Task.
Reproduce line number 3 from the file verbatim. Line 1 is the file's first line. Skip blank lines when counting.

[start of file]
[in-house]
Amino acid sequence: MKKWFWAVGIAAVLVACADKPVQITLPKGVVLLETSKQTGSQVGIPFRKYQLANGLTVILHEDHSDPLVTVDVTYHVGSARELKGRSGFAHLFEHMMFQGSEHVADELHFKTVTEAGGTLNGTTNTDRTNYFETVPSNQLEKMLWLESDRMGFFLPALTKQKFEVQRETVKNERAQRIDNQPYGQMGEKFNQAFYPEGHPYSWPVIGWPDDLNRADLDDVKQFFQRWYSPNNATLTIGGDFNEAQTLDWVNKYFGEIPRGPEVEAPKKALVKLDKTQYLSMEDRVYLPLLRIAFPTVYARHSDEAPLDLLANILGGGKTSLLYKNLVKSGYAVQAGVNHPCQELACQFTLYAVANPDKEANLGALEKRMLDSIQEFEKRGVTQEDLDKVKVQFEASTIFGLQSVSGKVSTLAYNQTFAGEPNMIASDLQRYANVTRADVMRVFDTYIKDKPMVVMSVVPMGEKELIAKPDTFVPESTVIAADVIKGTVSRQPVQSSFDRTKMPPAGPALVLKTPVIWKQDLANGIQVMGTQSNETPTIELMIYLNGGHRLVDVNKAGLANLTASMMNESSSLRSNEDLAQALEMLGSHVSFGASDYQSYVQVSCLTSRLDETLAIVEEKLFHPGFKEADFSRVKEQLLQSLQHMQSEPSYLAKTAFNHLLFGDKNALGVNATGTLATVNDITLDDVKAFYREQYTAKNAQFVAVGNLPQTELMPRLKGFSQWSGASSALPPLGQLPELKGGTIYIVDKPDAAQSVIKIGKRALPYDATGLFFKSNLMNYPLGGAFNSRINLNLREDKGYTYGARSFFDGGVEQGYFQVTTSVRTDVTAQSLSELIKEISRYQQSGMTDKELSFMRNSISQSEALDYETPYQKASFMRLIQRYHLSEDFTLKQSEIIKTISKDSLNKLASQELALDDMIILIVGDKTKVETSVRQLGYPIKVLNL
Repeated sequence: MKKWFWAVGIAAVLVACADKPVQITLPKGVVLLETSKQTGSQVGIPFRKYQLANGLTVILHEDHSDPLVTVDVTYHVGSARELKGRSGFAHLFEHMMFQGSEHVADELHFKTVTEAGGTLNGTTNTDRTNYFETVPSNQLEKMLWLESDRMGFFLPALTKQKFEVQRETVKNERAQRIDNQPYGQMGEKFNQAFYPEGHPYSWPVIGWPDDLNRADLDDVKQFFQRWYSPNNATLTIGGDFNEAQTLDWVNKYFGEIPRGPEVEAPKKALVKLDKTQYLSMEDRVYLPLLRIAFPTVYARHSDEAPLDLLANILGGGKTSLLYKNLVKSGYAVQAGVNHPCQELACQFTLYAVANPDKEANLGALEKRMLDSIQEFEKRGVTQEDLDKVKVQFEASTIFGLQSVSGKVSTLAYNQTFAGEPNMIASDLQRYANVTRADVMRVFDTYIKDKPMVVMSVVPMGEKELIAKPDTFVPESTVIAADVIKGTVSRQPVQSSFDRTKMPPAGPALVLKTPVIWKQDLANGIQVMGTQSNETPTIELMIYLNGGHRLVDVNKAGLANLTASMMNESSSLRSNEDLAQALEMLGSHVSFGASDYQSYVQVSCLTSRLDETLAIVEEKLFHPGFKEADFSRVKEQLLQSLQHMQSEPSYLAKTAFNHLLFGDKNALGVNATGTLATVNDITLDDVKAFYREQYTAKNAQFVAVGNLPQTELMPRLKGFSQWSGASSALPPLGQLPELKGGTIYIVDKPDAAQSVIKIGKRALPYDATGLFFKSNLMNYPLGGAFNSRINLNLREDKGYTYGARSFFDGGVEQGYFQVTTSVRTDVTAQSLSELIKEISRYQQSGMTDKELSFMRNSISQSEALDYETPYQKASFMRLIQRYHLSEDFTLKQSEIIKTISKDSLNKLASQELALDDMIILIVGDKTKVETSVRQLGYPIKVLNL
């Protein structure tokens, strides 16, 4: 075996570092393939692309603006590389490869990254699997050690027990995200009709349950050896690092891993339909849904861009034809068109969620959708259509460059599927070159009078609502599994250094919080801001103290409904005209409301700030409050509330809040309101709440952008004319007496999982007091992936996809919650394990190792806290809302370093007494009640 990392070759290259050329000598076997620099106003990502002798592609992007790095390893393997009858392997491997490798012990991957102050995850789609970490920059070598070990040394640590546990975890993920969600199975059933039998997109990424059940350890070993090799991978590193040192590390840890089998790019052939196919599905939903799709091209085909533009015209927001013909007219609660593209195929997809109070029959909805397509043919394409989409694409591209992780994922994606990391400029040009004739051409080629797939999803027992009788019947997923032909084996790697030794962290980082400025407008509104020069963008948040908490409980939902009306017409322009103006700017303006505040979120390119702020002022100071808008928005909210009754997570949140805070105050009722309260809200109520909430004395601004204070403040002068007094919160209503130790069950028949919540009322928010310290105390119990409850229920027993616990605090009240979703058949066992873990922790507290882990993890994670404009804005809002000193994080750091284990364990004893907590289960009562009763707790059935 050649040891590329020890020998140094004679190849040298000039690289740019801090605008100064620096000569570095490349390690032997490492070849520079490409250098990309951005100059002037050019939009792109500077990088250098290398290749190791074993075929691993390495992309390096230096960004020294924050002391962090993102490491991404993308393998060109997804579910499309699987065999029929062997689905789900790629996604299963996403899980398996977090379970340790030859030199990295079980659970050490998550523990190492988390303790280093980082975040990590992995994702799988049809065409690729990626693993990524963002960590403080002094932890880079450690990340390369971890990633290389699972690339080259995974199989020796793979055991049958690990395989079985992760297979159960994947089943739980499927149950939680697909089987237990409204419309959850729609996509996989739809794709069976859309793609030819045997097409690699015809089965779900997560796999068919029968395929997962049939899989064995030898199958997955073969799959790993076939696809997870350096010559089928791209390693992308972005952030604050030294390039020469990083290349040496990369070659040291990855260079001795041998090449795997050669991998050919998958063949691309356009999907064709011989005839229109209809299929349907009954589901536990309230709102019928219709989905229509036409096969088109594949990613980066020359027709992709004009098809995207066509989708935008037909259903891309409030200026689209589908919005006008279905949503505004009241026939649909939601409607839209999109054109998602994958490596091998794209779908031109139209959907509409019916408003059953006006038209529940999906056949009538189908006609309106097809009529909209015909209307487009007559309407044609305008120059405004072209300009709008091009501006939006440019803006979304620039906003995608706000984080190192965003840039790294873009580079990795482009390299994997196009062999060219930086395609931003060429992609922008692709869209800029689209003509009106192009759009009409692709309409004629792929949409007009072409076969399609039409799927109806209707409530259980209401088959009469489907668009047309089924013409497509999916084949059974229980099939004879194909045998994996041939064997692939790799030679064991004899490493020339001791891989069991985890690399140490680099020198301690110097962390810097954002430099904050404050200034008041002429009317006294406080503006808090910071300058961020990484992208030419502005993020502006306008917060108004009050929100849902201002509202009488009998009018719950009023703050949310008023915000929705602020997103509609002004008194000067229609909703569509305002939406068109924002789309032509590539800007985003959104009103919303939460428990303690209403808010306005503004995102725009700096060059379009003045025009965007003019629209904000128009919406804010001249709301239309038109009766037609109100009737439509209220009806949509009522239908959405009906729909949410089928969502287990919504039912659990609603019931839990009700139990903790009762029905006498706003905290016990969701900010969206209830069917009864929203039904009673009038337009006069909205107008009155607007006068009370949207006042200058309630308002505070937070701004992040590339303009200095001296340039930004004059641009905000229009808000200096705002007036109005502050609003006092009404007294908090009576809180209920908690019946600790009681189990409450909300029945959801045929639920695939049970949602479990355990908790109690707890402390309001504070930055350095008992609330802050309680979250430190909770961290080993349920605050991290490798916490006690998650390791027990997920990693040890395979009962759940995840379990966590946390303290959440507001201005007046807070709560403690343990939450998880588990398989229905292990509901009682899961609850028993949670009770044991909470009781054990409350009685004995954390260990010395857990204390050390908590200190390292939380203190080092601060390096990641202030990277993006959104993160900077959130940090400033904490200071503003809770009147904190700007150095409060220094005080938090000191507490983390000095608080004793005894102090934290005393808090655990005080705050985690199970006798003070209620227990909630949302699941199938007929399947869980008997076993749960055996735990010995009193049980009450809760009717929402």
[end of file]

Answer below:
Repeated sequence: MKKWFWAVGIAAVLVACADKPVQITLPKGVVLLETSKQTGSQVGIPFRKYQLANGLTVILHEDHSDPLVTVDVTYHVGSARELKGRSGFAHLFEHMMFQGSEHVADELHFKTVTEAGGTLNGTTNTDRTNYFETVPSNQLEKMLWLESDRMGFFLPALTKQKFEVQRETVKNERAQRIDNQPYGQMGEKFNQAFYPEGHPYSWPVIGWPDDLNRADLDDVKQFFQRWYSPNNATLTIGGDFNEAQTLDWVNKYFGEIPRGPEVEAPKKALVKLDKTQYLSMEDRVYLPLLRIAFPTVYARHSDEAPLDLLANILGGGKTSLLYKNLVKSGYAVQAGVNHPCQELACQFTLYAVANPDKEANLGALEKRMLDSIQEFEKRGVTQEDLDKVKVQFEASTIFGLQSVSGKVSTLAYNQTFAGEPNMIASDLQRYANVTRADVMRVFDTYIKDKPMVVMSVVPMGEKELIAKPDTFVPESTVIAADVIKGTVSRQPVQSSFDRTKMPPAGPALVLKTPVIWKQDLANGIQVMGTQSNETPTIELMIYLNGGHRLVDVNKAGLANLTASMMNESSSLRSNEDLAQALEMLGSHVSFGASDYQSYVQVSCLTSRLDETLAIVEEKLFHPGFKEADFSRVKEQLLQSLQHMQSEPSYLAKTAFNHLLFGDKNALGVNATGTLATVNDITLDDVKAFYREQYTAKNAQFVAVGNLPQTELMPRLKGFSQWSGASSALPPLGQLPELKGGTIYIVDKPDAAQSVIKIGKRALPYDATGLFFKSNLMNYPLGGAFNSRINLNLREDKGYTYGARSFFDGGVEQGYFQVTTSVRTDVTAQSLSELIKEISRYQQSGMTDKELSFMRNSISQSEALDYETPYQKASFMRLIQRYHLSEDFTLKQSEIIKTISKDSLNKLASQELALDDMIILIVGDKTKVETSVRQLGYPIKVLNL